To Arcadia-2

After passing through Stroud and Chandler, my stomach informed me that the single donut I had enjoyed for breakfast was no longer sufficient.  Much to my excitement, the Butcher BBQ Stand stand near Wellston was open; I’d been wanting to try their food for a while.  The setup was simple:  you walked up to a window on a converted outbuilding, ordered, and ate at one of several picnic tables out front.  As I stood in line (which was longer than I’d expected) I read an impressive list of awards and accomplishments for the food.  When I took my first bite of pulled pork a few minutes later, I could see why.  It was FANTASTIC!  I’d also ordered burnt ends, smoked mac ‘n cheese, and a rib.  It’s no hyperbole to say it’s the best barbecue I’ve had on Route 66; it’s in the Top 3 all-time best BBQ for me period.  Maybe Top 2.  I ate so much that I didn’t eat another morsel for the rest of the day.

To Arcadia-4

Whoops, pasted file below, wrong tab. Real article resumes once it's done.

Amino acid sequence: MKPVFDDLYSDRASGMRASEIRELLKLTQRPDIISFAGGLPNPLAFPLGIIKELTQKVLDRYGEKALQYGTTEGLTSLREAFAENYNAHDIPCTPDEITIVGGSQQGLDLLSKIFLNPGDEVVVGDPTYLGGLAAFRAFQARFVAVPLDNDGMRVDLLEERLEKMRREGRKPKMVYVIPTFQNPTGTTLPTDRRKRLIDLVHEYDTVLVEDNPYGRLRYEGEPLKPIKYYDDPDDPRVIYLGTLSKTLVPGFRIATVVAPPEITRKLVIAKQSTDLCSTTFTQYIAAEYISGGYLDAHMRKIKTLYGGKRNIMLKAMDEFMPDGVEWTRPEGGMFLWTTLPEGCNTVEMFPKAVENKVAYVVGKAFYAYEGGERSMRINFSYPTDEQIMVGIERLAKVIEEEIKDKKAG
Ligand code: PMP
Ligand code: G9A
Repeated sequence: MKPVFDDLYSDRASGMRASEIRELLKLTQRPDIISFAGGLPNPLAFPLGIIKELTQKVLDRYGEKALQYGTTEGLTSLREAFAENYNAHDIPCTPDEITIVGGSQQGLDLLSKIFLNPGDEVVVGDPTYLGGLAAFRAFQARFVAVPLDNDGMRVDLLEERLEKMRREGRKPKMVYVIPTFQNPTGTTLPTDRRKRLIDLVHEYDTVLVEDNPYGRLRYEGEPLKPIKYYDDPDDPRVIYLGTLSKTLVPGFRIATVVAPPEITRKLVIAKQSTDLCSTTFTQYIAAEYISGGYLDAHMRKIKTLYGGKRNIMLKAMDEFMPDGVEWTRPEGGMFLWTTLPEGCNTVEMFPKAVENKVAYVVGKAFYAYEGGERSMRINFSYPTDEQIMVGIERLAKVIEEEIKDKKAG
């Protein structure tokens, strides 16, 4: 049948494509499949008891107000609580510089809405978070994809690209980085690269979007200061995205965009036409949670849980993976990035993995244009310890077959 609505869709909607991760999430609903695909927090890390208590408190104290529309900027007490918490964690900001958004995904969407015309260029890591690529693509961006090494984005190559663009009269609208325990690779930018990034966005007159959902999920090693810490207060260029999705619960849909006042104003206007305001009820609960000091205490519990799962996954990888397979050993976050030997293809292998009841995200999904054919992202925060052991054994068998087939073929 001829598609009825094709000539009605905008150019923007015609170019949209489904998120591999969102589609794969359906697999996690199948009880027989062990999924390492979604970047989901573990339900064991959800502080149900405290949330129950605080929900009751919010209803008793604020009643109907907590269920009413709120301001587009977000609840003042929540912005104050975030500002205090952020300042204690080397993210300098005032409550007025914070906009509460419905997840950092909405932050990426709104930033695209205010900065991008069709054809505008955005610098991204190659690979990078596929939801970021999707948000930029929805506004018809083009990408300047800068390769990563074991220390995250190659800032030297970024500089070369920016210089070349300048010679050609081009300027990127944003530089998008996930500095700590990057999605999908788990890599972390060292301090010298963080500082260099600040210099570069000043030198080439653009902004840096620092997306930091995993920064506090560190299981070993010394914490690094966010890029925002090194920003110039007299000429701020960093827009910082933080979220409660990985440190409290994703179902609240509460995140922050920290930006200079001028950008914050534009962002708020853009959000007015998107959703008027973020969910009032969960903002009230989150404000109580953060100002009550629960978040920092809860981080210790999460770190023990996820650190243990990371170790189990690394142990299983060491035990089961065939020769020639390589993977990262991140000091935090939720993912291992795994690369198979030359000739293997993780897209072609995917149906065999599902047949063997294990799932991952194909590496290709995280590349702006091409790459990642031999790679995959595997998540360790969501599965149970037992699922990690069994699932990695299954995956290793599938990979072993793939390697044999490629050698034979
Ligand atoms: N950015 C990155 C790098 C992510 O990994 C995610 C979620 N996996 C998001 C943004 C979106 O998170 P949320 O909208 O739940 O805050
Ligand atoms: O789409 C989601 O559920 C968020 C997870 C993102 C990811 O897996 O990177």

I arrived at in Arcadia a few minutes after noon & pulled into Pops.  Jim and Shellee had just released a new book, Secret Route 66:  A Guide to the Weird, Wonderful, and Obscure, and were holding a book signing.  They’ve each written multiple books on various road-related topics over the years and I have enjoyed them all; it’s an honor to also call them my friends.  I was pleased to see quite a crowd at the soda stop; Jim and Shelle were engaged with interested folks the whole time I was there.  They sold quite a few books, too!  Once the event wrapped up, a group of us grabbed a bite to eat (just a drink for me; I was still too full to even THINK about eating) and we visited awhile.

To Arcadia-5

Me, LaSandra and Brad Nickson (of OK Rt 66 Assn), Jim Ross and Shellee Graham

By the time I waved farewell and headed back towards Tulsa, the sky threatened rain.  Thankfully, it held off long enough that I was able to take the Mustang down a dirt/gravel road in Lincoln County that I’d marked on my map.

To Arcadia-10

On a dead-end road, a rare iron Kingpost truss bridge spans Eagle Creek.  I only know of one other Kingpost in Oklahoma; their simple construction doesn’t allow them to be very long.  I had the scenery to myself, save for a herd of curious cattle on the north side of the bridge.  They seemed to wonder what in the world I was doing out there in the country, taking photos of a rusty old bridge.  I’m sure if any locals had driven by, they’d wonder the same.